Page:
Even the term “responsibly” can change over time. It used to be “responsible” to put everything in the trash can, meaning that you weren’t littering, but now many people would think of that as “irresponsible” becuase many more materials can be recycled.
I agree that greenwashing is rampant these days, and recycling is definitely not the answer. Recycling plastic takeout containers isn’t even CLOSE to as good an option as avoiding them in the first place. And even though we rely on our trusty reusable containers, I’m the first to admit that even reusable containers eventually crack and break, and will eventually end up downcycled or landfilled.
Awesome. I’ve been doing the same and am happy to report that some friends are starting to follow suit.
Us Y-Chromosome types don’t have the convenience of a purse to put plastic containers in. I find the best solution is zip-lock bags that get washed and reused. They fold well to fit in your pocket and are reasonably leak proof.
You’re totally right Steve. My purse suggestion was a little gender biased.
I should have also mentioned that when I am out and about, I carry a resealable container with the cutlery inside – no spills or mess. (And I actually usually have a side bag or a backpack rather than a purse). When I go to someone else’s house, I sneak a plate out of the cupboard even if they are using paper ones and discretely wash it when I’m done.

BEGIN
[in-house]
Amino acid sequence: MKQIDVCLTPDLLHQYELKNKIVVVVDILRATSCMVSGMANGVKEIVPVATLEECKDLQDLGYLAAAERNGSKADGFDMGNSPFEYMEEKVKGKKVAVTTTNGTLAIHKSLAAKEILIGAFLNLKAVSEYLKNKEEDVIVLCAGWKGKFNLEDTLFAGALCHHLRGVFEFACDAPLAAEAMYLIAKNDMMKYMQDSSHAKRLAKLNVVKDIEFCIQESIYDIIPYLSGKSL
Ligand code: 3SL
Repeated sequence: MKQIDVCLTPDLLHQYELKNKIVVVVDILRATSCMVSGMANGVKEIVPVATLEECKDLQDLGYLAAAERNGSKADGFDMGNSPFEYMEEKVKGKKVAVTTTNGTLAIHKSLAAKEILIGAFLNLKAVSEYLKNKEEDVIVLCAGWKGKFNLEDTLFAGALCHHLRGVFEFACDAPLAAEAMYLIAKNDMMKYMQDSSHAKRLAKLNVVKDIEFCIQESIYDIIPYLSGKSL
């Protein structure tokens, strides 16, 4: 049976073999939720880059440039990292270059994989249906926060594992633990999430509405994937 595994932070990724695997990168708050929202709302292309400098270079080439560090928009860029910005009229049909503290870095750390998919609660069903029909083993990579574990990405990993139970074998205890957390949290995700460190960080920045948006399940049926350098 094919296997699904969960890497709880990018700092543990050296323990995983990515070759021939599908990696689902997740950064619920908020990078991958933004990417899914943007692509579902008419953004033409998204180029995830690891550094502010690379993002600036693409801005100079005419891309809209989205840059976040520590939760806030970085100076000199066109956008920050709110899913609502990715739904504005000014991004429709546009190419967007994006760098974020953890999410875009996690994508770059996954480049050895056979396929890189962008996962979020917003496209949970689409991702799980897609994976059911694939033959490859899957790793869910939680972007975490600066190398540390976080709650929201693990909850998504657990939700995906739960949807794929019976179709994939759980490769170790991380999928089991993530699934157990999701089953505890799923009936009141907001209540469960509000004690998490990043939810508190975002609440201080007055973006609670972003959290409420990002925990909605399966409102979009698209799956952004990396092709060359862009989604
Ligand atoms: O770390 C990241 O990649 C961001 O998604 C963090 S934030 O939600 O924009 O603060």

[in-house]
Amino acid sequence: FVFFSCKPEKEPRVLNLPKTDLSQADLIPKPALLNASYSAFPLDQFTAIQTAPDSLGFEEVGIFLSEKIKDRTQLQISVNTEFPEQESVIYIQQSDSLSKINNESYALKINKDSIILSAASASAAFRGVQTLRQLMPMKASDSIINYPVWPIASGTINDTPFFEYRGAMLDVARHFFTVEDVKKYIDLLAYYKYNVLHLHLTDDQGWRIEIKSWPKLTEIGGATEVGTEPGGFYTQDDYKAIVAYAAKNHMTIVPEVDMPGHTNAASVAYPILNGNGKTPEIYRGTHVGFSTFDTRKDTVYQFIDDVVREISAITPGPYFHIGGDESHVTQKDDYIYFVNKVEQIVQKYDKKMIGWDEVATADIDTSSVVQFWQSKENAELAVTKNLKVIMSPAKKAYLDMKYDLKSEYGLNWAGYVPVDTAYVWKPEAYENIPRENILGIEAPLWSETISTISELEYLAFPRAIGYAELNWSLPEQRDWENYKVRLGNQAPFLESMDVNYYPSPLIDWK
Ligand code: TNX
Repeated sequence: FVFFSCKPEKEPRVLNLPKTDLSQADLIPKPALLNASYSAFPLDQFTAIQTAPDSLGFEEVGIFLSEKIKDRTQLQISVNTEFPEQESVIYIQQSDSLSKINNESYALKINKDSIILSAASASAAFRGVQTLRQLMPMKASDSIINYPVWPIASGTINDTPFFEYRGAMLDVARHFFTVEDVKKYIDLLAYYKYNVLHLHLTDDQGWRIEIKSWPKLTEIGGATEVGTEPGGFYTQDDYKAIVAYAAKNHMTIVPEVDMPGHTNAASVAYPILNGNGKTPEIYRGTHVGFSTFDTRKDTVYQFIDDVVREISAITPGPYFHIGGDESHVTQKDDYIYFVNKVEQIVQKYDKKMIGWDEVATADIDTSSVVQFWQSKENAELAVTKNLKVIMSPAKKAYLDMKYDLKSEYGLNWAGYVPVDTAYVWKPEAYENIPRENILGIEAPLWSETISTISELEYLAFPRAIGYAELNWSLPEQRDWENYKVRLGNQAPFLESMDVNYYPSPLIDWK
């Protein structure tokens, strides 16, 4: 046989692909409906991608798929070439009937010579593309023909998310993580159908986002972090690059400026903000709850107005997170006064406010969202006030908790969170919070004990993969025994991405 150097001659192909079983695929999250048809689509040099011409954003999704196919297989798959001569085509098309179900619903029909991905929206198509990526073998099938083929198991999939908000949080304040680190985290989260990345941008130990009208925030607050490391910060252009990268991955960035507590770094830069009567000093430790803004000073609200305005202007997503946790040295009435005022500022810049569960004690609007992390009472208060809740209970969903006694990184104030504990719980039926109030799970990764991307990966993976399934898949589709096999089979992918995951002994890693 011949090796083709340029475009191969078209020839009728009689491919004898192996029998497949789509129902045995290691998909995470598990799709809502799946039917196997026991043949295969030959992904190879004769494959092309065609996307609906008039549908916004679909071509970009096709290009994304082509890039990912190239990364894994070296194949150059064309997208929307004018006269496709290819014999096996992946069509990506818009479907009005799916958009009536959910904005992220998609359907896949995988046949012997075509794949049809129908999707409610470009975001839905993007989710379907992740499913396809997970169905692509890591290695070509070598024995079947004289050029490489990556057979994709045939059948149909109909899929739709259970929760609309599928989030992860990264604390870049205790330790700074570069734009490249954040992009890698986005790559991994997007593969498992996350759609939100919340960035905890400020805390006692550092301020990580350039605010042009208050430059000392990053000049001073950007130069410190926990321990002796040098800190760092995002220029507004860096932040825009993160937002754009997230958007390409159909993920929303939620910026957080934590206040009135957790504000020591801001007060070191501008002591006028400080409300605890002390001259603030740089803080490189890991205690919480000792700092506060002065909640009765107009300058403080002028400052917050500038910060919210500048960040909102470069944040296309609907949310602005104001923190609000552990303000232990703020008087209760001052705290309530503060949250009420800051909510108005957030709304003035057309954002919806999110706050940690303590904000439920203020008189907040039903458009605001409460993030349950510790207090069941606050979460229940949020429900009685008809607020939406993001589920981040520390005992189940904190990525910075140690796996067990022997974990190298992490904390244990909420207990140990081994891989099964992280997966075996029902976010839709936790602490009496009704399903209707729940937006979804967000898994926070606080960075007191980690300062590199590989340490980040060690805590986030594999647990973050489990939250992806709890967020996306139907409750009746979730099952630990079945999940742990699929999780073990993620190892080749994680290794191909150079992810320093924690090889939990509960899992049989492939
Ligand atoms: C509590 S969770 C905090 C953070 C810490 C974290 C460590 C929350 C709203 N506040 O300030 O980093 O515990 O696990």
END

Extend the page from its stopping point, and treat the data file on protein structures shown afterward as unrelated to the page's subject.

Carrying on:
One of my bugbears has always been our school’s PTA using plastic cups for teas & coffees at school events…well guess what…they’ve now bought proper crockery. So we can all now enjoy a refreshing drink with a proper cup and saucer. Hooray. Hope you’re well Jen. I love the TakeOutWithout campaign and have dropped them a line. 🙂
Not only do I bring my own “to-go” container to restaurants, but I pack a cloth napkin, bamboo cutlery, klean kanteen, and glass straw! (I have a big purse.) That way, like a good little scout, I am always prepared. Now if it would only rub off on my friends.
Glad to hear it has on yours. takeout without is an awesome and much needed campaign!
Bringing your own food container is a good idea. As much as possible I avoid taking out to avoid waste.
was delighted to see a restaurant (serving all local, real, unprocessed food) that had chinese takeout style containers from unbleached recycled cardboard. i actually made a little sigh of relief when i saw it. it’s better of course to have a reusable, but they were way way better than the standard styros.
Once I and a friend ordered a take out pizza and my friend convinced them to allow us to take it in the deep dish. We were eating it nearby at an event we were holding, but I think my friend enjoyed walking it over and she got lots of comments (I had to man the event while she picked it up). I don’t usually order a full take out pizza, so haven’t done this again. They are used to me showing up with my own single slice container though.
I love the idea of taking the whole dish! Must have taken some convincing though! I’ve also heard of people reusing their pizza boxes.